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Scholarly Shin Becomes Burbank's Man of Letters

March 15, 2000|Eric Sondheimer

What a stressful time for tennis player Eugene Shin of Burbank High.

He's not worried about serves or volleys. It's mail delivery that makes him jump.

Shin is anxiously awaiting letters of acceptance from Stanford, Princeton and Harvard.

"My mailman is pretty prompt," he said. "He comes at 1:30 p.m., so I know when to check."

Just don't touch his letters.

"I don't even like [my parents] around when I'm opening the mail," he said.

Shin is the Albert Einstein of Burbank. He has a 4.92 grade-point average, 1550 SAT score and is a top candidate for valedictorian.

If he doesn't get into Stanford with those credentials, who can?

"He's unbelievable in every aspect," Principal John Hutak said. "He's very bright, very task-oriented. He's an affable guy. He's just one of those driven individuals who has a very nice, warm personality."

He can hit a tennis ball, too. He plays No. 2 singles and No. 1 doubles for Burbank, which is seeking its 13th consecutive Foothill League championship.

As much as Shin has learned in classrooms, tennis has taught him lessons he can use for life.

"It's definitely taught me about leadership and trying to get people to work with you," he said. "Even if people are coming from different backgrounds, if they have a single goal, you can work together and achieve that goal."

There isn't anything Shin can't do--except maybe sing.

"When I sing, everybody either leaves or tells me to be quiet," he said.

He has never received a grade lower than A. He scored a perfect 800 on the English portion of the SAT. The surprise was he didn't do the same in math.

"If I do get perfect, it's always in math," he said.

His course load includes advanced placement classes in calculus, computer science, English, physics, Spanish and government.

His parents have always stressed academics.

"I remember in elementary school, I had to write book reports and my parents would make me write them over and over again until I got them right," he said.

Tennis has been important to Shin in building friendships and testing his physical boundaries.

He has developed a close relationship with Coach Clyde Richards, who returned for a 15th and final season as coach despite suffering from cancer.

"The only reason I'm coming back is because of the seniors this year," Richards said. "I've had some outstanding individuals, but [Eugene] is just a dream to coach."

Said Shin: "[Richards] always stresses how academics is more important than tennis, even though he's the tennis coach. He tells us the bonds we make on the court are what we're going to remember, not the wins."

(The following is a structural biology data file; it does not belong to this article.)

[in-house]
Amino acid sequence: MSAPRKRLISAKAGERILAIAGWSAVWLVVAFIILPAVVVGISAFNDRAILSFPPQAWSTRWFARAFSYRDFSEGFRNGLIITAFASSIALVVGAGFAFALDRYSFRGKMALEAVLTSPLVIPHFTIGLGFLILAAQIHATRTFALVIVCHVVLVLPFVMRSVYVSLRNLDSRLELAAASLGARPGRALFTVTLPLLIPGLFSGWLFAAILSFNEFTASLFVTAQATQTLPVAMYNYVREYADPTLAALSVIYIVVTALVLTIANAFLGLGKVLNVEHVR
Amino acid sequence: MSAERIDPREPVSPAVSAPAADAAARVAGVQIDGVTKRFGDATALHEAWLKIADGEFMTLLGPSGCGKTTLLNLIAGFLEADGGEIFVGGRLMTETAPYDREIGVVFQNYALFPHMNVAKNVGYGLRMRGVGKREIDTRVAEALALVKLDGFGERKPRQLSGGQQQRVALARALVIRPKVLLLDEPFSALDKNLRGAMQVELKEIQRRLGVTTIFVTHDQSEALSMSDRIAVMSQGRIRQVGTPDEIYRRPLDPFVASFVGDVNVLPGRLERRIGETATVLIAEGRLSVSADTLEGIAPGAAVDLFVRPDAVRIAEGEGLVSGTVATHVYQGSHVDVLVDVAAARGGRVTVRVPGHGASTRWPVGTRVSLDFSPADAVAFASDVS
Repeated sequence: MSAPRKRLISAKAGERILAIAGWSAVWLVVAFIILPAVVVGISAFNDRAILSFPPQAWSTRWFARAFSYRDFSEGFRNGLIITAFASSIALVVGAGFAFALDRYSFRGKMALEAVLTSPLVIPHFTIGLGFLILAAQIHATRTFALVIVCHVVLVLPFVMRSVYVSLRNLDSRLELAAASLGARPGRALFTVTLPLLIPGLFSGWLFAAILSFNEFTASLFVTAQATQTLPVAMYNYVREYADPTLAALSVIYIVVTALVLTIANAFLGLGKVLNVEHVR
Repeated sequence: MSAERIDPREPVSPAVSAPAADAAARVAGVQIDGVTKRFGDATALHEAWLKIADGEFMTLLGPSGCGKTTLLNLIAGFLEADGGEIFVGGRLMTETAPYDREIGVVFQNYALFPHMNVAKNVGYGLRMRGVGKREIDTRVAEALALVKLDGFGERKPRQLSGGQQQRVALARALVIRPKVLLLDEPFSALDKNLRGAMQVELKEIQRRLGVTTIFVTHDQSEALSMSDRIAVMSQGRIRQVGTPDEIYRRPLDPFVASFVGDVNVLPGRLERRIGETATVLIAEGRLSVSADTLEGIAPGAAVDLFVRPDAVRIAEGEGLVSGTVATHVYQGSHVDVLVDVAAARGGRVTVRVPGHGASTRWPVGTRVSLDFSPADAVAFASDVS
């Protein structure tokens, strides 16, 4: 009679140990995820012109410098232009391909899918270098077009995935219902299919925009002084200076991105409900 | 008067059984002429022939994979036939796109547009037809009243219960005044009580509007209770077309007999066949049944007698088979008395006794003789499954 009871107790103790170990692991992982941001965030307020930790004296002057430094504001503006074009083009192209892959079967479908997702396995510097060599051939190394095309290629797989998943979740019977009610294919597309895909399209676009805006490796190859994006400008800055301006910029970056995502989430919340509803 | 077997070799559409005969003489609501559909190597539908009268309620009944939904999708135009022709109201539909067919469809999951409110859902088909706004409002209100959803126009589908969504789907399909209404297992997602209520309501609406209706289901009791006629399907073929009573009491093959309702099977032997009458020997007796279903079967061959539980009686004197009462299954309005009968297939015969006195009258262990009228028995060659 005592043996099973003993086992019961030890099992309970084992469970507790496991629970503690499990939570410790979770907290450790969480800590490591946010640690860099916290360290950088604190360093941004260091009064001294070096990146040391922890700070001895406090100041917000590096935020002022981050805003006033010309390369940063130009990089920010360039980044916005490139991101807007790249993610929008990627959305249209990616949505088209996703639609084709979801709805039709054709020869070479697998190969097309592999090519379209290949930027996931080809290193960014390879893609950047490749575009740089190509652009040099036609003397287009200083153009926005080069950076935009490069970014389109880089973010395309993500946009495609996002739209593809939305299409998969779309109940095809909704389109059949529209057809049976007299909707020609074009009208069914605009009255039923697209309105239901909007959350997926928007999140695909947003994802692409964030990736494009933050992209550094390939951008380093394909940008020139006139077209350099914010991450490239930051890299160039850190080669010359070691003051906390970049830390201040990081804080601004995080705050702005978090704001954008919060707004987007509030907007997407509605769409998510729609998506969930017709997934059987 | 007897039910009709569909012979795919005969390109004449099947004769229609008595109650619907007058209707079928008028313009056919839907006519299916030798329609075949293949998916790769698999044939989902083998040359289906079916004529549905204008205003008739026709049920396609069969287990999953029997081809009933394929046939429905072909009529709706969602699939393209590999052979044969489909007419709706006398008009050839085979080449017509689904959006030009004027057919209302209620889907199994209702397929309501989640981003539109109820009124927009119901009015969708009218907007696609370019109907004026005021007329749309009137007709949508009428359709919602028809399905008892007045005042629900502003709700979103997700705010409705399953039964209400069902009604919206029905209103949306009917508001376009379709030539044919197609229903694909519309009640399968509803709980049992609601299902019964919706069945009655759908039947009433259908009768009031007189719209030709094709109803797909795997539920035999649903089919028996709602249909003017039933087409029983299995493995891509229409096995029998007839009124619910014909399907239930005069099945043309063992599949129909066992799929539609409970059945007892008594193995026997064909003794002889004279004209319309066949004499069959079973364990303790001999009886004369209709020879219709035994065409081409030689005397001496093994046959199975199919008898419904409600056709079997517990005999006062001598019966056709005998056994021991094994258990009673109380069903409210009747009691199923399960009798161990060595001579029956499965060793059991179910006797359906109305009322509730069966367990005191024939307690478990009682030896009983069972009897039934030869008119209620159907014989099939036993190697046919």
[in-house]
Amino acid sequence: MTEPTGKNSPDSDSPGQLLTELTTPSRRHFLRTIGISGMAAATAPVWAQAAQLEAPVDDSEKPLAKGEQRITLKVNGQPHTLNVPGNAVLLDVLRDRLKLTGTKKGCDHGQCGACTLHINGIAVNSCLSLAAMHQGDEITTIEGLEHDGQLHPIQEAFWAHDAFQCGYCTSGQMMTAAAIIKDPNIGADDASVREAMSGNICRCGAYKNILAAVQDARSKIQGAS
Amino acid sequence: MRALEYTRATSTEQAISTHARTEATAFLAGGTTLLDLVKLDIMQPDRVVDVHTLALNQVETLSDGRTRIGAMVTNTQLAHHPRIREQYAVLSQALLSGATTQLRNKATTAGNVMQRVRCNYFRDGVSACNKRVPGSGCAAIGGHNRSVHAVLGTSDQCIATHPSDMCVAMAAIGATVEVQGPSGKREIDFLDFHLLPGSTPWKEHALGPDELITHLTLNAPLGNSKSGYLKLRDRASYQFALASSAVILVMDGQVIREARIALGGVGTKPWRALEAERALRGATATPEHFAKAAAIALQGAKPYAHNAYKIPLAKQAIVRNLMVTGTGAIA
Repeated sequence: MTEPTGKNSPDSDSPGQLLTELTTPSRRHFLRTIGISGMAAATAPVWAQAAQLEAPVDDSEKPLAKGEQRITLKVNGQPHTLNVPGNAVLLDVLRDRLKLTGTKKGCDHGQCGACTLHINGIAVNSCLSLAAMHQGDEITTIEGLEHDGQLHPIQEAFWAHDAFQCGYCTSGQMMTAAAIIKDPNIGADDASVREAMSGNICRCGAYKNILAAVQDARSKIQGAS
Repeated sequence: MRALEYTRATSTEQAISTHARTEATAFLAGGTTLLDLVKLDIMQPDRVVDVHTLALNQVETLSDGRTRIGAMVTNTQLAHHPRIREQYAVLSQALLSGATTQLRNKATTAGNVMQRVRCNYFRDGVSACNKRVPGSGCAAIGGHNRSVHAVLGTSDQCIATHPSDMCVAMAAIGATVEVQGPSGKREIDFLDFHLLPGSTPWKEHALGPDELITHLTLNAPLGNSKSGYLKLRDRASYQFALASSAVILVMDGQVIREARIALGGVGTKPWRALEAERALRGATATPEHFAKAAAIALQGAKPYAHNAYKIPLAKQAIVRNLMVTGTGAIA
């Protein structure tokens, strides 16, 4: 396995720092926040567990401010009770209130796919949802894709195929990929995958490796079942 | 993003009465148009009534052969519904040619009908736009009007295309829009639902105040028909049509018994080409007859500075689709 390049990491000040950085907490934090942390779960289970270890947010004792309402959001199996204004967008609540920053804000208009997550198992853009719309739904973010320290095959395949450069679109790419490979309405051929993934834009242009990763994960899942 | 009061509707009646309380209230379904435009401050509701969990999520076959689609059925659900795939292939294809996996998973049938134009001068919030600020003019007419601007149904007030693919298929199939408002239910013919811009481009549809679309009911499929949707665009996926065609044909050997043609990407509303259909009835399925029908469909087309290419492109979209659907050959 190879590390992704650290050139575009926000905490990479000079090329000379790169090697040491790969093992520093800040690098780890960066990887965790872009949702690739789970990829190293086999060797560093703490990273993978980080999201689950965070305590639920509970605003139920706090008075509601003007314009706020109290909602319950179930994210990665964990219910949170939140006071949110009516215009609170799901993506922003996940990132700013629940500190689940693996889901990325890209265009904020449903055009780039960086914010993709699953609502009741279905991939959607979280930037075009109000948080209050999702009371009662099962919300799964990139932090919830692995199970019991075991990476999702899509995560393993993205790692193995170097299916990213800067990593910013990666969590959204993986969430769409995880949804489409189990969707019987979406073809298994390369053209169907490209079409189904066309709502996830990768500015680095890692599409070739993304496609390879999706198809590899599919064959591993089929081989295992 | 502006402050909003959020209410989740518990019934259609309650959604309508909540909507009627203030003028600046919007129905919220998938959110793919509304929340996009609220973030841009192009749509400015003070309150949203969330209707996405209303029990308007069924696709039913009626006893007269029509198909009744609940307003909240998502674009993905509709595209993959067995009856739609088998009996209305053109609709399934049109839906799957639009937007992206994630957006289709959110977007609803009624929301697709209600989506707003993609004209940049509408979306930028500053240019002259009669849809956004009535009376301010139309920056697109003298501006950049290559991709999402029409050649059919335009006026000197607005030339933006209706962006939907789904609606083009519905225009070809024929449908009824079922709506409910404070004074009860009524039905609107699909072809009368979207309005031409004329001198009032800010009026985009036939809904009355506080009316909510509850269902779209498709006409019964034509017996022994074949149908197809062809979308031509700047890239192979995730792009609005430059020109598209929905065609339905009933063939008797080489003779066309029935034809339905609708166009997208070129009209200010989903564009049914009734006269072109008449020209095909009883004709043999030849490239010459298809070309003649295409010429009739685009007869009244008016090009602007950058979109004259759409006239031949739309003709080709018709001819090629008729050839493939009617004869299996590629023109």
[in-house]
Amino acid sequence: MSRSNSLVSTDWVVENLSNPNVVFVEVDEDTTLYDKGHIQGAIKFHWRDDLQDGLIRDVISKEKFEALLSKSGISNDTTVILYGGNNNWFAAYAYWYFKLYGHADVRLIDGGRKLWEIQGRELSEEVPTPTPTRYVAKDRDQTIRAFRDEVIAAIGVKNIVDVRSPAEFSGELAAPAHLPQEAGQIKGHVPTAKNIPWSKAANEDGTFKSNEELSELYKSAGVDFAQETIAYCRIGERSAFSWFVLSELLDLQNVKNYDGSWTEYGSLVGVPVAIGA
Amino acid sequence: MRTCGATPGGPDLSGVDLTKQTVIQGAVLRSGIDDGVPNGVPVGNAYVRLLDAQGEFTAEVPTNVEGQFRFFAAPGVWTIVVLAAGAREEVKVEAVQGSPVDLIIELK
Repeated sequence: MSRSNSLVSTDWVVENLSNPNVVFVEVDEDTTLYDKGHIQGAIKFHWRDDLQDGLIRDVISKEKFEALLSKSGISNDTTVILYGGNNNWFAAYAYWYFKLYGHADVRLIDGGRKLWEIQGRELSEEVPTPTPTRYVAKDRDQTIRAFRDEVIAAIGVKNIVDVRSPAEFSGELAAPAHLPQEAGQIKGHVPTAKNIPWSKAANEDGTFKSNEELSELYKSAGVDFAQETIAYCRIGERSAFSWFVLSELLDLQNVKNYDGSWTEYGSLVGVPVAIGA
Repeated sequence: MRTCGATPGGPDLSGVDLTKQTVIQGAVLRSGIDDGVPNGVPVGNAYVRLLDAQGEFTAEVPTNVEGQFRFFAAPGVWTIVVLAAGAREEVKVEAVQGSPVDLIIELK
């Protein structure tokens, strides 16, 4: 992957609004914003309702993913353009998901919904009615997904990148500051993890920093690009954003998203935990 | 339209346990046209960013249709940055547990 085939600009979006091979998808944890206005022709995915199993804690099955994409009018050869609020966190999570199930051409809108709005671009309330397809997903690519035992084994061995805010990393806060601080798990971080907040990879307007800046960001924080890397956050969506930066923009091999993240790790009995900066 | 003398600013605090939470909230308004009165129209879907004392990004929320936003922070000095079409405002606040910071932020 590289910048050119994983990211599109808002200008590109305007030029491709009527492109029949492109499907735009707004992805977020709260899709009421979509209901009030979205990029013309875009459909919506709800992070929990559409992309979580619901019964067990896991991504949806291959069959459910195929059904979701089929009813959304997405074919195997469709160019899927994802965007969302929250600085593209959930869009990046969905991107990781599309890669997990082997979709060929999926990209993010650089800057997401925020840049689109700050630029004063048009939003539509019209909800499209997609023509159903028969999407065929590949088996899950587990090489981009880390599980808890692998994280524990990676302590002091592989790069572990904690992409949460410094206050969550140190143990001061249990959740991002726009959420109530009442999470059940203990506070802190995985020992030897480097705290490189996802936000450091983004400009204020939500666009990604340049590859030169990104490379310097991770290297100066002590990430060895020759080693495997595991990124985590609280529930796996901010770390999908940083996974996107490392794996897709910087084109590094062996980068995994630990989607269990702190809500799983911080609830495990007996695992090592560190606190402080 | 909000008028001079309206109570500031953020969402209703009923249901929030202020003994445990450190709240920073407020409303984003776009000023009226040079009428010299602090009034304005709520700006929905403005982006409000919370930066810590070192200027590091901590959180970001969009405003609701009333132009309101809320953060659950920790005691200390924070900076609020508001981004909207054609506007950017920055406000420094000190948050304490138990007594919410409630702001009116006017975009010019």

If all goes well, Shin will soon receive an acceptance letter from Stanford and finish No. 1 in his class at Burbank.

Then he'd have to address classmates at graduation.

"I would tell them to believe in themselves," he said.


In the spring of 1988, the top pitcher in the City Section was Greg Nealon, a crafty left-hander for Poly. He was 10-1 with a 1.02 earned-run average.

Nealon's father used to tease Coach Jerry Cord of Poly about Greg's 3-year-old brother, telling him, "Hey, we got another Nealon growing up."

The little brother has grown up. Chris Nealon, 15, is the starting shortstop as a sophomore at Moorpark High. After five games, he's batting .563 with three home runs.

Left-handed pitchers, beware. Nealon's big brother might be 28 and retired after playing at Hawaii and UC Santa Barbara, but Greg still throws batting practice and is preparing Chris for the battles ahead.

"He's definitely ready to hit left-handers," said Greg, who lives in Simi Valley and is the father of two boys, 4 and 2.

There aren't many shortstops more fundamentally sound than Chris. It might have something to do with all the ground balls his two older brothers hit to him as a young boy.

"My brother, Ryan, would take a tennis racket and hit the ball as hard as he could on the ground and Chris would be able to catch it," Greg said. "He had good hand-eye coordination."

There's nothing Chris likes better than playing baseball.

"I just like working hard and doing everything right," he said.

He should know that getting a hit off his brother in batting practice is no small feat. In the old days, Greg allowed few, if any, hits.

"It's fun hitting off him," Chris said.

Big brother likes what he sees.

"He's got a great disposition about him," Greg said. "I'm definitely proud of him. He's a good kid."


When it comes to impact transfers, John Voita is in a class by himself.

He left El Camino Real for Granada Hills just before the season began so he could play catcher, and what a difference he's making.

Voita is batting .533 (eight for 15) with five home runs and eight runs batted in.

Granada Hills, which was not expected to challenge favorites El Camino Real, Chatsworth and Birmingham in the West Valley League, is 3-2.

"He's fit in real nice," Coach Steve Thompson said. "He's doing a great job."


Eric Sondheimer's local column appears Wednesday and Sunday. He can be reached at (818) 772-3422 or

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